The social justice protests that swept the country over the past year and a half highlighted the fact that, in Israeli music, there are hardly any artists who make critical statements about society and its evils. The escapist group Balkan Beat Box rips itself out of this vacuum with their fourth album, Give. This record provides an exciting, musical canvas alongside a sharp and piercing manifesto that touches upon political events over the world (“Political F**k”), the pursuit of money (“Money”), capitalist greed (“Look Like You”) and the paranoia and suspicion around foreigners in America (“Enemy in Economy”), which tells an unpleasant but true story about singer Tomer Yosef’s experiences in the U.S. It's the ideal combination of rhythm and statements, making Balkan Beat Box as relevant as ever.

4. Hahaver Ani – Rami Fortis

Nikola Tesla was a scientist and inventor who tested each of his inventions – from the largest mechanisms to the smallest – in his mind, through creative visualization. Only when he was completely satisfied that the invention was as perfect as possible did he begin to build it for real. One can understand why Fortis was interested in such an eccentric personality, and this is expressed in Hahaver Ani, a fascinating journey into the depths of his subconscious, ranging from childhood memories to his imaginary friend – “Hahaver Ani” (literally meaning, “The Friend is Me”). Other topics include the wheels that turn in his head while he writes songs – "Mekhonat Haktiva" ("Typewriter"), philosophical questions about the nature of man “Enoshi” (“Human”) and finding his place in a world where science and the soul collide "Tehi Hanefesh” (“Long Live the Soul”). Here, Fortis may be more philosophical and humanistic than crazy, but there is no doubt that he has hit one of his creative peaks.

3. Hard Magic – Rotem Or

In this fast-food culture, musicians like Rotem Or shouldn’t be taken for granted. Or belongs to a rare breed of artists, artists who take their time during the creative process. She was showered with praise and declared to be the “next big Indie-music hope” when she released her first EP back in 2003, but since then Or continued to hone her writing, develop her songs and expand her music into new, unexpected directions. In this, her debut album, we discovered a mature, ripe artist with an amazingly well-crystallized creation of delicate, magical electro-folk, complete with elegant writing and a rare and beautiful angelic voice. The nine-year wait has ended with the knowledge the Rotem Or is a musician in a league of her own.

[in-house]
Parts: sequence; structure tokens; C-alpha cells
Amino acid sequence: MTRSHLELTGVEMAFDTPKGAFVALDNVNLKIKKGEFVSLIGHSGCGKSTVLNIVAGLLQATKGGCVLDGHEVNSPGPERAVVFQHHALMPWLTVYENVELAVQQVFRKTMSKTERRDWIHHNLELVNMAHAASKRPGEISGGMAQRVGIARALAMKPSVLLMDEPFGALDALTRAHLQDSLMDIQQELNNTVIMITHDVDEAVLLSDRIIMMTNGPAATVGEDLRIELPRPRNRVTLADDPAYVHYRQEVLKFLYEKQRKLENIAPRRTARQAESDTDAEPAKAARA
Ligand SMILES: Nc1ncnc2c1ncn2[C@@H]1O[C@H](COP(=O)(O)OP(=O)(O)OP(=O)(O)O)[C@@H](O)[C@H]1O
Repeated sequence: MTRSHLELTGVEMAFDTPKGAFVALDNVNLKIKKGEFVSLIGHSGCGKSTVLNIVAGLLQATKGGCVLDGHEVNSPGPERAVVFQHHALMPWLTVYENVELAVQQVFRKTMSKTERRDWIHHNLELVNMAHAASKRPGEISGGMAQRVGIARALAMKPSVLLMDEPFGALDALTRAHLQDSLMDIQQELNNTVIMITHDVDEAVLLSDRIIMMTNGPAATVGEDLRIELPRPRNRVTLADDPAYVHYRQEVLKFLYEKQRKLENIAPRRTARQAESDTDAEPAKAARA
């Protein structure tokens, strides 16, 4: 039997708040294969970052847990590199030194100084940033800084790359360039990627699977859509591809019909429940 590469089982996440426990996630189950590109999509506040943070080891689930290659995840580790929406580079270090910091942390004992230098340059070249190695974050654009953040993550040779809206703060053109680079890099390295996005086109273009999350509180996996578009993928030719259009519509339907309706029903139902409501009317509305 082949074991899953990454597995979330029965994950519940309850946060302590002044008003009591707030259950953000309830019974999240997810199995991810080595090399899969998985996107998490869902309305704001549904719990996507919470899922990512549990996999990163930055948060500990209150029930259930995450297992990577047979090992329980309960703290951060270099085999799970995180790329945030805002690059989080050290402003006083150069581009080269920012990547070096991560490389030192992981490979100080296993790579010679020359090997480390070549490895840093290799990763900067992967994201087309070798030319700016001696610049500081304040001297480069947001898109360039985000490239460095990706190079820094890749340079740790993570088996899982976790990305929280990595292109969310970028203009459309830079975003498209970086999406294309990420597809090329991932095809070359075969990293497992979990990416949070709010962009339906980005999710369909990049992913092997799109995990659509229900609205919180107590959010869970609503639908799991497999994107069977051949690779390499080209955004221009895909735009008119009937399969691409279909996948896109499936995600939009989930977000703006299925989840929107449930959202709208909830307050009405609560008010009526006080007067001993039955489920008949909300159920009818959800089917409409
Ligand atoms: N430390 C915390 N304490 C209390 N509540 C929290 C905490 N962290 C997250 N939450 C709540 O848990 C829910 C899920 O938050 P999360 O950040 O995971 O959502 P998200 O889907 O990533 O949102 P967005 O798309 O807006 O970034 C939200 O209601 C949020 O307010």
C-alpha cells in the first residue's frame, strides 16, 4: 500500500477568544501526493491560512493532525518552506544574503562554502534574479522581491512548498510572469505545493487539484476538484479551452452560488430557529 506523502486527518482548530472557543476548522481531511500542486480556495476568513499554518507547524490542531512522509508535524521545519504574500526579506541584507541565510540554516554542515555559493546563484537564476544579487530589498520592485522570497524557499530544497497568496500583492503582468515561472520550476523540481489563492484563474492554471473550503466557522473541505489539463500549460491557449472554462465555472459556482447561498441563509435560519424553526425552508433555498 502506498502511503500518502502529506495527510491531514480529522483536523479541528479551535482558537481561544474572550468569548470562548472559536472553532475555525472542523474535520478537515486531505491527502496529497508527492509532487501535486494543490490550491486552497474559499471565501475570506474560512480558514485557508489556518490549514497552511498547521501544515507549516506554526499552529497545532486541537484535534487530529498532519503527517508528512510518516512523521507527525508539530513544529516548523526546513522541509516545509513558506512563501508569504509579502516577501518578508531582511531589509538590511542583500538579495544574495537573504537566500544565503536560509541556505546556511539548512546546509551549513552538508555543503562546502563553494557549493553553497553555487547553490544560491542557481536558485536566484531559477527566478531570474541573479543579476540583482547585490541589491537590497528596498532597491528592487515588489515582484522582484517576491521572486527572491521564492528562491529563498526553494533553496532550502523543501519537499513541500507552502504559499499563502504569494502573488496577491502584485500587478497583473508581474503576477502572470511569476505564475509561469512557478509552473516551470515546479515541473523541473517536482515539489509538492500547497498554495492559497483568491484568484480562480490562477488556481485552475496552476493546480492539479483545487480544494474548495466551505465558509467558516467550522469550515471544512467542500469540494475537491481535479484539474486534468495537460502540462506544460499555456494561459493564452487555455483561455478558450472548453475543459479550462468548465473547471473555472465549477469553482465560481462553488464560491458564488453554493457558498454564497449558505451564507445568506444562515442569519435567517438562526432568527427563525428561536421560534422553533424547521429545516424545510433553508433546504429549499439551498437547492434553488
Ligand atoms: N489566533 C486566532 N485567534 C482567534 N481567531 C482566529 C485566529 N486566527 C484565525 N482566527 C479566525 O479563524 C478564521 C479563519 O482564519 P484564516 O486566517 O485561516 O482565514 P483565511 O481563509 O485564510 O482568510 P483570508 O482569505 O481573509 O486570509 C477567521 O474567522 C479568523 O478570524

2. Robin – Efrat Ben Zur

Putting poetry to music, especially the poetry of a grim giant like Emily Dickinson, is no easy task. In order to set the melody, you must delve deep into the heart and soul of the poet, and there you can begin to understand their meaning. The text must also be treated with the utmost delicacy, lest any deviation or misinterpretation destroy the poem completely. Efrat Ben Zur has plenty of experience putting poems to music, including pieces by the great Israeli poets Rachel and Yona Wallach. But there is something in this meeting between Ben Zur and poet Emily Dickinson that works perfectly. The 126-year gap between the melancholy poet from the 19th century and the singer with the thin and delicate voice is reduced drastically by this magical and enchanting record, one that sees Ben Zur (assisted by Omer Hershamn’s wonderful musical production) gracefully take Dickinson’s writing and serve it up with silk gloves in what is her best work to date.

1. In the Morning Light – Geva Alon

After a decade of working and being on the road, Geva Alon is already in an elite league of his own on the indie scene. The singer-songwriters he has inspired will come and go, and the comparisons to Neil Young will probably never end, but the kibbutznik from Maabarot continues his ongoing trip through the width and breadth of Americana, sending us postcards in the shape of LP records and releasing velvety music that transports us to distant lands. “In the Morning Light” maintains the high standards Alon has set for himself: warm sound, gorgeous polished production, tight playing and lyrics full of emotion that may be thousands of miles away but still resonate close to the heart.